12 Shifts from Deposits into Currency Nonbank PublicBanking System AssetsLiabilitiesAssetsLiabilities Checkable deposits - 100Reserves- 100Checkable deposits Currency+ 100 Bank Indonesia AssetsLiabilities Currency in circulation Reserves-100 Net effect on monetary liabilities is zero

13 Deposit Creation: Single Bank Bank BCA AssetsLiabilitiesAssetsLiabilities Securities-100Securities-100Checkable deposits +100 Reserves+100Reserves+100 Loans+100 Bank BCA AssetsLiabilities Securities-100 Loans+100

14 Deposit Creation: The Banking System Bank A AssetsLiabilitiesAssetsLiabilities Reserves100Checkable deposits 100Reserves10Checkable deposits +100 Loans+90 Bank B AssetsLiabilitiesAssetsLiabilities Reserves+90Checkable deposits +90Reserves+9Checkable deposits +90 Loans+81

15 Creation of Deposits (assuming 10% reserve requirement and a Rp 100 increase in reserves) BankIncrease in Deposits (Rp) Increase in Loans (Rp) Increase in reserves (Rp) Bank BCA A B C D E F Total for all banks

16 The Formula for Multiple Deposit Creation

17 Factors that Determine the Money Supply Changes in the required reserves ratio –The money supply is negatively related to the required reserve ratio. Changes in currency holdings –The money supply is negatively related to currency holdings. Changes in excess reserves –The money supply is negatively related to the amount of excess reserves.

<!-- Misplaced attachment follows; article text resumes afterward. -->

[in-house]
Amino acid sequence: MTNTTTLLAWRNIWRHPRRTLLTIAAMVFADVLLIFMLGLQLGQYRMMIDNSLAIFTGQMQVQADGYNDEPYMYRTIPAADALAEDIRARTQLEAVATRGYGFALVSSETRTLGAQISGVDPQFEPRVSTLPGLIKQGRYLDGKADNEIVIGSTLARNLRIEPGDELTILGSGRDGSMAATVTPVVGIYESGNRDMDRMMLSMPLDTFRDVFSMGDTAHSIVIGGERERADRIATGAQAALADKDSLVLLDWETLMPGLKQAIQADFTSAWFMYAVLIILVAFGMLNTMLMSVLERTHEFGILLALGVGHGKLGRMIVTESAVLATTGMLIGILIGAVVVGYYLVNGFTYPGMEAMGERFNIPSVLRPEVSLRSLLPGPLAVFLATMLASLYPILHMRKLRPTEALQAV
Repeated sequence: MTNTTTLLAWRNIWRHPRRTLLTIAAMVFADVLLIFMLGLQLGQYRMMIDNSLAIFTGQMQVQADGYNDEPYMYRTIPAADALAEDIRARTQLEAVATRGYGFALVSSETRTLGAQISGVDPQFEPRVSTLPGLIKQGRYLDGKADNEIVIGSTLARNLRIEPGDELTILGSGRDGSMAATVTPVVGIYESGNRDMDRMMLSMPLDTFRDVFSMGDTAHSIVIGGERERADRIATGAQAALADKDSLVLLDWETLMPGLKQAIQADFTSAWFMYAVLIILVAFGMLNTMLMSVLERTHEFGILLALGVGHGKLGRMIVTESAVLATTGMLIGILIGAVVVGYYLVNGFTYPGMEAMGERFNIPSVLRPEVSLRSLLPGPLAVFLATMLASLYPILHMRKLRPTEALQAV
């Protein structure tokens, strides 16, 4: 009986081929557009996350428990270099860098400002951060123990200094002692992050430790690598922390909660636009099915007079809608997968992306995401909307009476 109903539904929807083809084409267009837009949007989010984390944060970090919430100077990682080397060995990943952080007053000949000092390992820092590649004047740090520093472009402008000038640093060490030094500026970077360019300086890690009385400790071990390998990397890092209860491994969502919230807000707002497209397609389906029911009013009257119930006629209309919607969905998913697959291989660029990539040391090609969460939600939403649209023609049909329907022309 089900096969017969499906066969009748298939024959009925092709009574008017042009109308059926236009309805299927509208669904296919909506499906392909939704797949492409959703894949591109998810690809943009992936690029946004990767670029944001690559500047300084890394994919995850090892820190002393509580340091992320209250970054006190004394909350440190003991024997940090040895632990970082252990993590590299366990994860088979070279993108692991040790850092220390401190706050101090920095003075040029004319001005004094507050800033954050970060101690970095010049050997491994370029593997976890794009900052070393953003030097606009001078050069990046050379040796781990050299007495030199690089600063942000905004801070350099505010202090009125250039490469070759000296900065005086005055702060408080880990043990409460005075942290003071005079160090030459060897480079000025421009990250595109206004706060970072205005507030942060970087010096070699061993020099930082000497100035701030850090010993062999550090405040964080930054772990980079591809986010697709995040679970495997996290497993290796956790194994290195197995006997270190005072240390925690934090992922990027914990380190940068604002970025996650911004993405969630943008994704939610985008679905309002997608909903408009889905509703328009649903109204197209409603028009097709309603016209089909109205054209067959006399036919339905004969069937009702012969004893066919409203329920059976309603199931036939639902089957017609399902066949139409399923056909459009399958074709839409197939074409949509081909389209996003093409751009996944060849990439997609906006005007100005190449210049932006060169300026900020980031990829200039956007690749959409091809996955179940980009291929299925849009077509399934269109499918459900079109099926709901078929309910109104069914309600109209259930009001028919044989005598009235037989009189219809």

18 The Money Multiplier Define money as currency plus checkable deposits: M1 Link the money supply (M) to the monetary base (MB) and let m be the money multiplier Ms = mm x Mo ---  mm = Ms/Mo –mm¹ = M1/Mo (narrow money multiplier) –mm² = M2/Mo (broad money multiplier) Assume that the desired holdings of currency C and excess reserves ER grow proportionally with checkable deposits D, then c = {C/D} = currency ratio e = {ER/D} = excess reserves ratio

19 Money Multiplier The total amount of reserves ( R ) = required reserves (RR) + excess reserve( ER) RR = required reserve ratio (r ) x third party deposits (D) R = (r x D ) + ER Bank Indonesia sets r = 5% The monetary base MB equals currency (C) plus reserves (R): MB = C + R = C + (r x D) + ER Equation reveals the amount of the monetary base needed to support the existing amounts of third party deposits, currency and excess reserves.

20 Money Multiplier

21 Reserve requirement In the most countries, all depository financial institutions are required to conform to the deposit reserve requirements set by the central bank. Changes in reserve requirements are a very potent, though little-used tool. Indeed, reserve requirements have recently been reduced in the U.S., and eliminated in Canada, New Zealand, and the U.K. An increase in deposit reserve requirements  decreases the deposit and money multipliers, slowing the growth of money, deposits and loans  reduces the amount of excess legal reserves - institutions deficient in required legal reserves will have to sell securities, cut back on loans, or borrow reserves  increases interest rates, particularly in the money market, as depository institutions scramble to cover any reserve deficiencies